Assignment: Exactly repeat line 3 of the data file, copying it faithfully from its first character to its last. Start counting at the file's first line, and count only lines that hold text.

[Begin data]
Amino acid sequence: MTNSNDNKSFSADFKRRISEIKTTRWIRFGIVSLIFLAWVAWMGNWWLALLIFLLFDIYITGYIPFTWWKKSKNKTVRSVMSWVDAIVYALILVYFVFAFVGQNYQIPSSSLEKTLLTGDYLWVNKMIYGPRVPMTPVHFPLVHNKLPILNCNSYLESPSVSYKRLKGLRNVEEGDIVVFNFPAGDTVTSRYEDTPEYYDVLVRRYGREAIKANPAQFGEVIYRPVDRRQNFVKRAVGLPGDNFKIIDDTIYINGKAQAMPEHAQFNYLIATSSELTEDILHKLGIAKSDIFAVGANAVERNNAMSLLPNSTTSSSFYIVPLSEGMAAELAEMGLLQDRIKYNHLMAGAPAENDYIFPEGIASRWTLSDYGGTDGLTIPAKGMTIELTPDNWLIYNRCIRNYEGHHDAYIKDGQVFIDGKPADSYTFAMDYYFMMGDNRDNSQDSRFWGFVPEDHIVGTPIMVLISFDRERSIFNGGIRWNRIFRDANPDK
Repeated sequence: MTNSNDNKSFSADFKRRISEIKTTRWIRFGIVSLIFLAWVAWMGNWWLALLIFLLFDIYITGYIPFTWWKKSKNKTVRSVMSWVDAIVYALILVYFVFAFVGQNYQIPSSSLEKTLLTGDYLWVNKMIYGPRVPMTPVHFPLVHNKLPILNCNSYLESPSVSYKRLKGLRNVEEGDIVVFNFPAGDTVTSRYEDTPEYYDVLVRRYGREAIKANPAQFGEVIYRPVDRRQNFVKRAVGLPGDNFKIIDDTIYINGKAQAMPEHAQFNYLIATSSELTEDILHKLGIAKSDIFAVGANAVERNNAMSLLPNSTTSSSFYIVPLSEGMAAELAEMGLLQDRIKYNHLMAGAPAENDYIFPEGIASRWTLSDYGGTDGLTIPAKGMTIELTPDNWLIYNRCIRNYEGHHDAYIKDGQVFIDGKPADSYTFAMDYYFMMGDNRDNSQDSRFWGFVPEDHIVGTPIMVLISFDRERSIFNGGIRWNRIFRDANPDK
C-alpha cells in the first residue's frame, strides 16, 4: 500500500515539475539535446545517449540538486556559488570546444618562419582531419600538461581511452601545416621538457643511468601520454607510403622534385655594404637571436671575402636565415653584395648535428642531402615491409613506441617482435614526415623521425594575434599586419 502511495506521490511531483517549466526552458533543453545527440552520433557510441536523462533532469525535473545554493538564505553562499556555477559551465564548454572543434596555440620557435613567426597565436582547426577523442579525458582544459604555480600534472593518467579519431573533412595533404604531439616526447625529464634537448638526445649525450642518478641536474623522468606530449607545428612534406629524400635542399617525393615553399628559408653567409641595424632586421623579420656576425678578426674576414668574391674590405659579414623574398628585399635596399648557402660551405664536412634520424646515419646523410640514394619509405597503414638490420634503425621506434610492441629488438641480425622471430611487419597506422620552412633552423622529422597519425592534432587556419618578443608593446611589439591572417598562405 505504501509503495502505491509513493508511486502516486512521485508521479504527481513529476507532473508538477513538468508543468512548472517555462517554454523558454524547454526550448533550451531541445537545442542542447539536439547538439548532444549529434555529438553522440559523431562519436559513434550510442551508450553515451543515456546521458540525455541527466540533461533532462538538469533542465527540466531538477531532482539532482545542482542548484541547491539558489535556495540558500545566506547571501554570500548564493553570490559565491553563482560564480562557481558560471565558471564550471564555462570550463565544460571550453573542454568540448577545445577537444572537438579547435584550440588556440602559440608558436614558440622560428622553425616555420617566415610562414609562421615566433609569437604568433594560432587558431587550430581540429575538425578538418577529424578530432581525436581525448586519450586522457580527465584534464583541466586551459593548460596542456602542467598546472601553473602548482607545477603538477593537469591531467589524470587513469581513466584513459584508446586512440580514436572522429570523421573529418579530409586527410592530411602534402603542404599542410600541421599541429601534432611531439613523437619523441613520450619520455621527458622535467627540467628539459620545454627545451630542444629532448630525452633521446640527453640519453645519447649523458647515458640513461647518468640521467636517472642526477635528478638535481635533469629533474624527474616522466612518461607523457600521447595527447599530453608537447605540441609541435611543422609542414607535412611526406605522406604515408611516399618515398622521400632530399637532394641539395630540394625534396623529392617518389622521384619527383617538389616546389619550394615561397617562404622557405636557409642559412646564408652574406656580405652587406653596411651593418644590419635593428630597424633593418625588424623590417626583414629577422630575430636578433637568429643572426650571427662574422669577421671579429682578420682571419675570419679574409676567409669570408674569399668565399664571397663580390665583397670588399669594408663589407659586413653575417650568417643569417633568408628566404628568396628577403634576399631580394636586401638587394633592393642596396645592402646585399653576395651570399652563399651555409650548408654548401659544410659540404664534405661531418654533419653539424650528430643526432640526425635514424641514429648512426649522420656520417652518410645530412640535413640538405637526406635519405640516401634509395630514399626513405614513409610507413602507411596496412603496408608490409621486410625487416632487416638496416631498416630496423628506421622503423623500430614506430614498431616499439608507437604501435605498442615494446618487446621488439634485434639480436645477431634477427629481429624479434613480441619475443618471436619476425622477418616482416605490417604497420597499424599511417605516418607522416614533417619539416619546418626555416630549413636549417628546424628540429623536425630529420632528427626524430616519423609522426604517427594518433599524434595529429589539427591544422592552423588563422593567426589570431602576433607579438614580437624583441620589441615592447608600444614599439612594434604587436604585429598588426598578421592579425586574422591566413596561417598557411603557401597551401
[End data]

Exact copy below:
C-alpha cells in the first residue's frame, strides 16, 4: 500500500515539475539535446545517449540538486556559488570546444618562419582531419600538461581511452601545416621538457643511468601520454607510403622534385655594404637571436671575402636565415653584395648535428642531402615491409613506441617482435614526415623521425594575434599586419 502511495506521490511531483517549466526552458533543453545527440552520433557510441536523462533532469525535473545554493538564505553562499556555477559551465564548454572543434596555440620557435613567426597565436582547426577523442579525458582544459604555480600534472593518467579519431573533412595533404604531439616526447625529464634537448638526445649525450642518478641536474623522468606530449607545428612534406629524400635542399617525393615553399628559408653567409641595424632586421623579420656576425678578426674576414668574391674590405659579414623574398628585399635596399648557402660551405664536412634520424646515419646523410640514394619509405597503414638490420634503425621506434610492441629488438641480425622471430611487419597506422620552412633552423622529422597519425592534432587556419618578443608593446611589439591572417598562405 505504501509503495502505491509513493508511486502516486512521485508521479504527481513529476507532473508538477513538468508543468512548472517555462517554454523558454524547454526550448533550451531541445537545442542542447539536439547538439548532444549529434555529438553522440559523431562519436559513434550510442551508450553515451543515456546521458540525455541527466540533461533532462538538469533542465527540466531538477531532482539532482545542482542548484541547491539558489535556495540558500545566506547571501554570500548564493553570490559565491553563482560564480562557481558560471565558471564550471564555462570550463565544460571550453573542454568540448577545445577537444572537438579547435584550440588556440602559440608558436614558440622560428622553425616555420617566415610562414609562421615566433609569437604568433594560432587558431587550430581540429575538425578538418577529424578530432581525436581525448586519450586522457580527465584534464583541466586551459593548460596542456602542467598546472601553473602548482607545477603538477593537469591531467589524470587513469581513466584513459584508446586512440580514436572522429570523421573529418579530409586527410592530411602534402603542404599542410600541421599541429601534432611531439613523437619523441613520450619520455621527458622535467627540467628539459620545454627545451630542444629532448630525452633521446640527453640519453645519447649523458647515458640513461647518468640521467636517472642526477635528478638535481635533469629533474624527474616522466612518461607523457600521447595527447599530453608537447605540441609541435611543422609542414607535412611526406605522406604515408611516399618515398622521400632530399637532394641539395630540394625534396623529392617518389622521384619527383617538389616546389619550394615561397617562404622557405636557409642559412646564408652574406656580405652587406653596411651593418644590419635593428630597424633593418625588424623590417626583414629577422630575430636578433637568429643572426650571427662574422669577421671579429682578420682571419675570419679574409676567409669570408674569399668565399664571397663580390665583397670588399669594408663589407659586413653575417650568417643569417633568408628566404628568396628577403634576399631580394636586401638587394633592393642596396645592402646585399653576395651570399652563399651555409650548408654548401659544410659540404664534405661531418654533419653539424650528430643526432640526425635514424641514429648512426649522420656520417652518410645530412640535413640538405637526406635519405640516401634509395630514399626513405614513409610507413602507411596496412603496408608490409621486410625487416632487416638496416631498416630496423628506421622503423623500430614506430614498431616499439608507437604501435605498442615494446618487446621488439634485434639480436645477431634477427629481429624479434613480441619475443618471436619476425622477418616482416605490417604497420597499424599511417605516418607522416614533417619539416619546418626555416630549413636549417628546424628540429623536425630529420632528427626524430616519423609522426604517427594518433599524434595529429589539427591544422592552423588563422593567426589570431602576433607579438614580437624583441620589441615592447608600444614599439612594434604587436604585429598588426598578421592579425586574422591566413596561417598557411603557401597551401